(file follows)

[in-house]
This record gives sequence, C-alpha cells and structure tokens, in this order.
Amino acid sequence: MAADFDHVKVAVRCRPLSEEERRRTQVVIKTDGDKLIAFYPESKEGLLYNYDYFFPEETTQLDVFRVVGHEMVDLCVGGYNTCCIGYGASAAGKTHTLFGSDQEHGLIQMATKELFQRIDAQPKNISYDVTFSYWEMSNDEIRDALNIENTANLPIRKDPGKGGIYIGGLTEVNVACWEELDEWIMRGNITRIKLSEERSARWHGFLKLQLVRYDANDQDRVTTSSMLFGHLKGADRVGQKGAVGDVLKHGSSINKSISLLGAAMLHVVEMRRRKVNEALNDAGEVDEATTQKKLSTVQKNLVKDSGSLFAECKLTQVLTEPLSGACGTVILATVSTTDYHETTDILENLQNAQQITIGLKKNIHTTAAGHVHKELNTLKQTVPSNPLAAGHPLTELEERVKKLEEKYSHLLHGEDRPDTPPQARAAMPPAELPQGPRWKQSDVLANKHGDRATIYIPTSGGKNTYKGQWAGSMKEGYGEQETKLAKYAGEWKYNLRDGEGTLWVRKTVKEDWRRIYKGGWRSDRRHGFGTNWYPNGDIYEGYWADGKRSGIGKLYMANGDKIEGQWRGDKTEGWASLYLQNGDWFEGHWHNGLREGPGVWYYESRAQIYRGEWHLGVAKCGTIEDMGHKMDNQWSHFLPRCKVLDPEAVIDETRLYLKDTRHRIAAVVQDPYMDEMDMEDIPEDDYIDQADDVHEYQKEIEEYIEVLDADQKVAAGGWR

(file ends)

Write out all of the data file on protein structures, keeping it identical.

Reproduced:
[in-house]
This record gives sequence, C-alpha cells and structure tokens, in this order.
Amino acid sequence: MAADFDHVKVAVRCRPLSEEERRRTQVVIKTDGDKLIAFYPESKEGLLYNYDYFFPEETTQLDVFRVVGHEMVDLCVGGYNTCCIGYGASAAGKTHTLFGSDQEHGLIQMATKELFQRIDAQPKNISYDVTFSYWEMSNDEIRDALNIENTANLPIRKDPGKGGIYIGGLTEVNVACWEELDEWIMRGNITRIKLSEERSARWHGFLKLQLVRYDANDQDRVTTSSMLFGHLKGADRVGQKGAVGDVLKHGSSINKSISLLGAAMLHVVEMRRRKVNEALNDAGEVDEATTQKKLSTVQKNLVKDSGSLFAECKLTQVLTEPLSGACGTVILATVSTTDYHETTDILENLQNAQQITIGLKKNIHTTAAGHVHKELNTLKQTVPSNPLAAGHPLTELEERVKKLEEKYSHLLHGEDRPDTPPQARAAMPPAELPQGPRWKQSDVLANKHGDRATIYIPTSGGKNTYKGQWAGSMKEGYGEQETKLAKYAGEWKYNLRDGEGTLWVRKTVKEDWRRIYKGGWRSDRRHGFGTNWYPNGDIYEGYWADGKRSGIGKLYMANGDKIEGQWRGDKTEGWASLYLQNGDWFEGHWHNGLREGPGVWYYESRAQIYRGEWHLGVAKCGTIEDMGHKMDNQWSHFLPRCKVLDPEAVIDETRLYLKDTRHRIAAVVQDPYMDEMDMEDIPEDDYIDQADDVHEYQKEIEEYIEVLDADQKVAAGGWR